Ruskin House, a licensed wedding venue near West Croydon, had a large, pretty and playful garden with a BBQ area and a large hall set in its grounds, with its own bar, as well as a hall in the main part of the house.  There was a small room — the Mandela Room — where you could get legally married, which accommodated 50 guests, while the halls had capacity for 120. The doors to the Mandela Room opened onto a patio area, so there would be scope to have more guests gather outside, or perhaps you could live stream the ceremony with a projector in the garden… There’s also a small members’ bar on site and various community meetings and activities (like the Green Party, Folk Club and Croydon Trade Union Movement), so when we visited when planning our wedding, we were kindly reminded that the building wouldn’t be exclusive hire.  However, in 2016 the costs were £475 including the ceremony room, garden and garden hall (registrars in Croydon charge a £300 call out fee which took it up to £775 overall) – a London wedding venue for under £1,000 (email for current prices). You could DIY food – a picnic and BBQ in the garden would be perfect. You could also supply your own fizz and the bar was reasonably priced. https://ruskinhouse.org/hire/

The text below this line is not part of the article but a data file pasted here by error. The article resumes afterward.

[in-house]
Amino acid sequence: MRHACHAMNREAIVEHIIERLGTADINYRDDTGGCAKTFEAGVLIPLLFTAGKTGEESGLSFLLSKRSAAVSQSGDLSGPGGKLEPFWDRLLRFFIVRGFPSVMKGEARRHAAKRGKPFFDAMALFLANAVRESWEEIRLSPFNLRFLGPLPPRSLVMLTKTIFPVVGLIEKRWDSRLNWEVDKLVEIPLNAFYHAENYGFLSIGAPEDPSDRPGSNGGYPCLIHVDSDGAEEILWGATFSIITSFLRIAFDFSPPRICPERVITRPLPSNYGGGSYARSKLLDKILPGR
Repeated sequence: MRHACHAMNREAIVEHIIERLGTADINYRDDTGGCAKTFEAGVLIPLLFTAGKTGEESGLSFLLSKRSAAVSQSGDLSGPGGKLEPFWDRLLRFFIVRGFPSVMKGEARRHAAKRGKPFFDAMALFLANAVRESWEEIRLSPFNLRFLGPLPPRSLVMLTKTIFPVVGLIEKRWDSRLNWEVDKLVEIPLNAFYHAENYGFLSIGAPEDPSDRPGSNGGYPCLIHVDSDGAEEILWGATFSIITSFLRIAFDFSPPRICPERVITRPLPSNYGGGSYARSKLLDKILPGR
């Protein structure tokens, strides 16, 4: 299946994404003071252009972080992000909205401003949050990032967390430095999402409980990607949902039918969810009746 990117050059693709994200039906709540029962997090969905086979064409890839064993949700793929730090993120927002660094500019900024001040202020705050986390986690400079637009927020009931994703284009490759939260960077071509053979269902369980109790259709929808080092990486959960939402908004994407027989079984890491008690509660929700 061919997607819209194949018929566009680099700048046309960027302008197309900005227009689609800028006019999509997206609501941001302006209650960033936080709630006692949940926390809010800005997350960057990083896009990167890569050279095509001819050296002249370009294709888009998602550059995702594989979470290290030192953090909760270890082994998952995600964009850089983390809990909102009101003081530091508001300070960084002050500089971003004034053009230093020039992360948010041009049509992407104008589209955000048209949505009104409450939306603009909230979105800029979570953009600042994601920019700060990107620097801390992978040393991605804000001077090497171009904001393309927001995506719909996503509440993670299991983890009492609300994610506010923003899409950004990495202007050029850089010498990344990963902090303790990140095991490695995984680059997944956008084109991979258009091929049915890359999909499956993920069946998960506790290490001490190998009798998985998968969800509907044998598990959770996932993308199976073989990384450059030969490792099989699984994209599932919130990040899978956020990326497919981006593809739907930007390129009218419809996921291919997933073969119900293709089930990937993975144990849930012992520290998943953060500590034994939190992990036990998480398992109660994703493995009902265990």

The Centre, Wallington